Global design company responds to COVID-19 outbreak by manufacturing 90,000 medical gowns for provincial health authorities in partnership with B.C. Apparel and Gear Association members.
Arc’teryx Equipment is applying design to solve the medical gown shortage in the brand’s home province of British Columbia. In collaboration with key industry partners, the outdoor apparel company has prototyped and developed an approved medical gown for frontline healthcare workers. The pattern, design and technical specifications of the medical gown can now be accessed by manufacturers worldwide through the B.C. Apparel and Gear website.
Five hundred of these medical gowns were delivered to hospitals last week, and the brand is expected to manufacture 30,000 medical gowns in the weeks ahead. Between Arc’teryx and local manufacturing partners Mustang Survival and Boardroom Clothing, a total of 90,000 medical gowns will be delivered to community hospitals.
The call for medical gowns came directly from the local healthcare community by way of the B.C. Apparel and Gear Association, of which Arc’teryx is a member. Working alongside manufacturing partners and with the guidance of health authorities, a design was created, prototyped and tested. Within two weeks a team of Arc’teryx sewers, engineers, sample and pattern makers gathered at the ARC’One facility in New Westminster, B.C. to fulfill the first production order of 500 medical gowns.
Shirley Chan, Senior Director of Product Commercialization and Quality, said:
The world around us has shifted, and we knew that we needed to help protect our frontline healthcare workers. There wasn’t much we could do on the medical front lines, but as apparel designers and manufacturers, we could turn our expertise to support the medical community in this fight. Creating the right gear is something we know how to do, and by making the pattern open source, we hope others with manufacturing capabilities can bring more protective equipment to those communities in need.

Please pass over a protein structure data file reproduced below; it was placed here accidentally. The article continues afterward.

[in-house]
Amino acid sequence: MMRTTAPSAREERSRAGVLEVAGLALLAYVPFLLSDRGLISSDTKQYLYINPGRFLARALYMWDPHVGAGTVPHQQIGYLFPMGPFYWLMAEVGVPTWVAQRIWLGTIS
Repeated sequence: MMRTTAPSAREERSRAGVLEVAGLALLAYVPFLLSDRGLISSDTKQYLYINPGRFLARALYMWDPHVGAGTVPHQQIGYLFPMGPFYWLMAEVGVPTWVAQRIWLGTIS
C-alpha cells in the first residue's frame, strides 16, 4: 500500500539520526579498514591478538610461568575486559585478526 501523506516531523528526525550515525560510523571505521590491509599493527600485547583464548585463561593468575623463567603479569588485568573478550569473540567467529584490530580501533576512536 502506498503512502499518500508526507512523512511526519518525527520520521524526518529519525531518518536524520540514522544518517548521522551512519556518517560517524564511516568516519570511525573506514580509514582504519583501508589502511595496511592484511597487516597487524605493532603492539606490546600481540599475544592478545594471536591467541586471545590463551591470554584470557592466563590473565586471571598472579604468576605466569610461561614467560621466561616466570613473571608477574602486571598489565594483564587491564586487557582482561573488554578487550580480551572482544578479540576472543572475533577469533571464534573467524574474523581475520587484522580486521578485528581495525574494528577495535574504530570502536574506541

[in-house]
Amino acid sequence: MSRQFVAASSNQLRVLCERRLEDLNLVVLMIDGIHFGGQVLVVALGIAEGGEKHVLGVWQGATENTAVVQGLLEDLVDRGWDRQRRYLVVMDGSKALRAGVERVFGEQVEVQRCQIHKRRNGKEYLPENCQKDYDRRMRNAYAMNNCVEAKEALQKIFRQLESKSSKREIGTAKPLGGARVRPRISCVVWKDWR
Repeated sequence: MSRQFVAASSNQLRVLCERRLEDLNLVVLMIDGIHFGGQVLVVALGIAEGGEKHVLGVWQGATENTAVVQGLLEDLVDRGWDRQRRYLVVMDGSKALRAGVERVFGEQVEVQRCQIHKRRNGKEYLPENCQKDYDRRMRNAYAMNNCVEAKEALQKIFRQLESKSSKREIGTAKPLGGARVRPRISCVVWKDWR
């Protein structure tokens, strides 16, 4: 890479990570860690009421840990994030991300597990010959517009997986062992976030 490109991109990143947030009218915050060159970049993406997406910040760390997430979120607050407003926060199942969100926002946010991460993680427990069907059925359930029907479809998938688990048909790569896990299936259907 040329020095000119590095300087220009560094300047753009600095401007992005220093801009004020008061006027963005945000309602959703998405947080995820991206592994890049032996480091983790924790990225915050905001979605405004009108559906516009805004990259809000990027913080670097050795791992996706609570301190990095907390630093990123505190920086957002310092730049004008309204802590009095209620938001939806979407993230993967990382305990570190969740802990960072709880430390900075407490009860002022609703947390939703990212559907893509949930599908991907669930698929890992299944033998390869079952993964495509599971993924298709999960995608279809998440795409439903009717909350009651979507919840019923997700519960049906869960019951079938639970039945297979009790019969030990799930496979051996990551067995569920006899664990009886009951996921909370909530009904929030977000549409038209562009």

The team manufacturing these medical gowns have been adhering to strict health and safety protocols at the ARC’One facility. Workstations are arranged to comply with social distancing practices, and all employees are wearing masks and gloves while working. Before the medical gowns are distributed to healthcare workers, they will be washed and sanitized by K-Bro Linen Systems, a laundry and linen service for hospitals and healthcare providers across Canada.
As part of a federal initiative to establish and secure new supply chains to produce personal protective equipment for Canadian healthcare workers, Arc’teryx is currently focused on producing medical gowns for healthcare workers in British Columbia. However, the brand will continue to consider requests from other provincial, federal, and international health authorities.
For more information about Arc’teryx Equipment and the medical gown initiative, please visit www.arcteryx.com.